As we were driving further into East Berlin, I was being amazed by the tranquility of this part of Berlin that used to be socialistic back in the day. As tranquil and serene as it was, with a few people enjoying a brisk morning run or a leisurely ride on a bicycle (which made my friend incredibly jealous of Berliners having such a lovely environment-friendly means of transport), I could feel something socialistic linger in the air (when you were born in the USSR, you know a socialistic thing when you see it). I was under the impression that this part of Berlin was a thriving construction site, with buildings being demolished and new ones emerging at an increasingly rapid pace. It felt as if Berliners were making a mammoth effort to move on from its horrific past when this gorgeous city was oppressively divided into two parts by a formidable barrier that we were to see later on our trip.
Another wonderful piece of architecture came to my attention as we were driving past the Eisenbrücke. That was a memorial of the Molecule Man that commemorates the reunification of Berlin’s two parts. It was a 30-m aluminium statue which features triangulated men facing each other with hands joined in the middle. Only a closer observation reveals that there are actually three men because when you’re looking at it a longer way off, it seems like there are only two. Russian tourists have a running joke of calling this monument “A Party for Three”. This was one of the moments when quirkiness and ingenuity of Berlin struck me as the idea behind that monument was that this tiny molecules or holes, as the architect who designed the monument put it, represented people coming together to create unique things.
People in East Berlin seemed friendly and cheerful. As we stopped at the lights, we effortlessly caught the eye of some construction workers who seemed to be enjoying a break from work. When they saw me and my friend, they raised a bottle of lovely German beer to us. I was a bit embarrassed by this gesture but that made surely my Berlin experience more authentic and memorable.
It didn’t seem long before this array of ruins and newly designed high-rise buildings led us into the Berliner Mauer (Berlin Wall). This is another must-visit in Berlin. It didn’t look as I had expected it would. I thought this would be a massive concrete wall that would convey the scale of pain suffered by Berliners as this structure emerged in 1961and tore families and loved ones apart. In a documentary I saw on Berlin I heard countless heart-wrenching stories of people dealing with the oppression and pain caused by this horrendous division. What was a poignant and lasting reminder of Berlin’s dark past was a thin wall (it seemed just as high as the one I see out of my window back home). We saw the section along the river Spree opposite the O2 arena (this was where I first met a lovely cuddly symbol of Berlin – a bear). Actually, two similarly pronounced words – beer and bear – sum up Berlin. I enjoyed all the pieces of art but to me they were looked as if they were inspired by tremendous pain felt by people coming here from around the world. Later, we came across chunks of this wall on sale in many souvenir shops but I couldn’t quite believe those were real ones. We were so excited by these quirky pieces of art that we were astonished to find out it wasn’t against the law to write our names on it, which we sure did. I was sad to hear about the plans to take this wall down. It just didn’t seem right to demolish what came to signify a huge part of Berlin’s history and was there for almost thirty years. I also had plans to come back here again to see if our names were still there.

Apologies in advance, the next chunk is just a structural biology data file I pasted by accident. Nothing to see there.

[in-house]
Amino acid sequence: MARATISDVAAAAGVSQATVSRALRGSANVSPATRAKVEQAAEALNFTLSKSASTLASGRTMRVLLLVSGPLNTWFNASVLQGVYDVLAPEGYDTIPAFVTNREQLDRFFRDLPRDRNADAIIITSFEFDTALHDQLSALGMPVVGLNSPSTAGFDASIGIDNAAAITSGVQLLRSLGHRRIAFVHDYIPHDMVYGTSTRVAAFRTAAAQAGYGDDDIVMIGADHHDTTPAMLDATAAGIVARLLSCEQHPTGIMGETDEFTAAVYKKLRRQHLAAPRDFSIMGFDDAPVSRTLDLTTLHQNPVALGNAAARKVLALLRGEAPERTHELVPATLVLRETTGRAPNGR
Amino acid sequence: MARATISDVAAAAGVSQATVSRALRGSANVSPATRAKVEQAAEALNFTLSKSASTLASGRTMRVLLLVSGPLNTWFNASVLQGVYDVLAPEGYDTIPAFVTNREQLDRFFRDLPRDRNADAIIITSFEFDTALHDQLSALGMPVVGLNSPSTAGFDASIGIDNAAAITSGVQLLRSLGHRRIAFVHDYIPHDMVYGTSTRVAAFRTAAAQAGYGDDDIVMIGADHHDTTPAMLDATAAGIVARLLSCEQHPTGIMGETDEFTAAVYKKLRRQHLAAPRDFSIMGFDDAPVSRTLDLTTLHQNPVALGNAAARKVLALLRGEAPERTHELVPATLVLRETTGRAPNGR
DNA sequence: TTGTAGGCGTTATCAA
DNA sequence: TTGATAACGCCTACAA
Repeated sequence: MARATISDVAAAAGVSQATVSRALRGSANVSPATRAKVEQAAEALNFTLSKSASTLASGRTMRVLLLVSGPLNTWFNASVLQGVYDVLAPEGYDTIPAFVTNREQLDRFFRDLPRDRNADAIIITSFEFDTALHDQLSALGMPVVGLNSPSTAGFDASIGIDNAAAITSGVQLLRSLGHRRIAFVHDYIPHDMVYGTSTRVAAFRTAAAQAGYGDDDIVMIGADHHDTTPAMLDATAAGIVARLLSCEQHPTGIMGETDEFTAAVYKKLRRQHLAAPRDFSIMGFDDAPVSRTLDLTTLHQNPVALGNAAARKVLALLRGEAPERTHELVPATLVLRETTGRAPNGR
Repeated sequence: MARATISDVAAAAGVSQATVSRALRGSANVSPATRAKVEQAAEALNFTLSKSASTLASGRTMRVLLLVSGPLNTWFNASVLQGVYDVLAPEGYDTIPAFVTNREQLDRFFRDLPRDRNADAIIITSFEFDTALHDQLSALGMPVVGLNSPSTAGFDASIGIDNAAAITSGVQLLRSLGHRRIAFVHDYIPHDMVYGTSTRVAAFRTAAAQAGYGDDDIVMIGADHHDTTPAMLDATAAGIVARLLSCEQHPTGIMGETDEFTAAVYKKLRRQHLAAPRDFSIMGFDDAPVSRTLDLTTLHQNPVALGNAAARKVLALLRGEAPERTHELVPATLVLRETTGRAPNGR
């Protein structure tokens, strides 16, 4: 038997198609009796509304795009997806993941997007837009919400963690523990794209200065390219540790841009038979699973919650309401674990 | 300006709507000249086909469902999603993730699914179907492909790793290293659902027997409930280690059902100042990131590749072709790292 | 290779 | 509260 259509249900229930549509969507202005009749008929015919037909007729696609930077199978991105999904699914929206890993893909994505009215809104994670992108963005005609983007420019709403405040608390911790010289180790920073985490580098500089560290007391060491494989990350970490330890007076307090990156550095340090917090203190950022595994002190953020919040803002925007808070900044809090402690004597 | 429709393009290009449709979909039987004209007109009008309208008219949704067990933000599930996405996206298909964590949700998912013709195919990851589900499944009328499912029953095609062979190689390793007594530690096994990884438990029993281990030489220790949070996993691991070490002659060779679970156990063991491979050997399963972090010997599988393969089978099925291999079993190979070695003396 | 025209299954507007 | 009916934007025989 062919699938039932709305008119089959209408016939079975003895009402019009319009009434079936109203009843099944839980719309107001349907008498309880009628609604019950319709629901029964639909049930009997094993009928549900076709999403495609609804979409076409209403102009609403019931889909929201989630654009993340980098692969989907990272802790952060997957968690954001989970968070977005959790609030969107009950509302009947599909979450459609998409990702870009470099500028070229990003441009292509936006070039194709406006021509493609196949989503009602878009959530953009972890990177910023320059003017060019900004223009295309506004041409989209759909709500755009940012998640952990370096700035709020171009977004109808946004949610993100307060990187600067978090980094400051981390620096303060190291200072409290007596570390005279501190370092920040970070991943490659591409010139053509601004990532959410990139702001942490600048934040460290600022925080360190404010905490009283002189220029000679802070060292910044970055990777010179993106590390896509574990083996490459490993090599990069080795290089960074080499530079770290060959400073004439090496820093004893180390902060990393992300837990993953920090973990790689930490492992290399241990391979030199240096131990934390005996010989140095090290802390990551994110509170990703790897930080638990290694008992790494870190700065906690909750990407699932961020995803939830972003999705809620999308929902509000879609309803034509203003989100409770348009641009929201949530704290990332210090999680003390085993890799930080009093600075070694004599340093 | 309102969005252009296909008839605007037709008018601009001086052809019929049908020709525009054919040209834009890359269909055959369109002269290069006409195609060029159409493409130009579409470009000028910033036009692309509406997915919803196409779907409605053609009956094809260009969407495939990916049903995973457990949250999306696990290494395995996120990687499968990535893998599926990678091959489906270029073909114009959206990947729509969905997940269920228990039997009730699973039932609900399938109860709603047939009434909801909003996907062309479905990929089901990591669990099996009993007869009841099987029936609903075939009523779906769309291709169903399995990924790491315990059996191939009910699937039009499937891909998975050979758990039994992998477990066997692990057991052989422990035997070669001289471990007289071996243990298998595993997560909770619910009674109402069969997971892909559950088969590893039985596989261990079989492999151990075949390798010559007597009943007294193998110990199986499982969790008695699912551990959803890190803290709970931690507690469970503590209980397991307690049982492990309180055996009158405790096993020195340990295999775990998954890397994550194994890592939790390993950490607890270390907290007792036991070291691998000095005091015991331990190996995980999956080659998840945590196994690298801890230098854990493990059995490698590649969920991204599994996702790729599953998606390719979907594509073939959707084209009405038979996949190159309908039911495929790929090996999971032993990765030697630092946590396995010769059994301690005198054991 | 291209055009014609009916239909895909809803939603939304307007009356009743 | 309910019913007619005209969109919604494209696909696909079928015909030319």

We made our way further into what was one of the main hubs of East Berlin. That was Alexanderplatz. Here we saw a brick building of Red City Hall (Rotes Rathaus), the Neptune fountain and the Ferhsehturm (TV tower) which was so massive that I had to look up really really high to take a picture. I was almost dizzy with excitement and joy. This tower dominates the city’s skyline and is visible from many areas. It was now time to go to West Berlin. I was wondering if it was going to be a big change from what we saw here in East Berlin. I felt so in touch with this country and especially its language as I was reading the signs, advertisements… They all seemed pretty clear. This city struck me as truly lacking a structure of any kind but this fact obviously lent it some charming appeal. I think at that moment I had no clue where we were going. West Berlin seemed to have a bit of a structure to it, though there were also construction sites everywhere. This part of the city was home to some really iconic images of Berlin which I was looking forward to seeing later that day.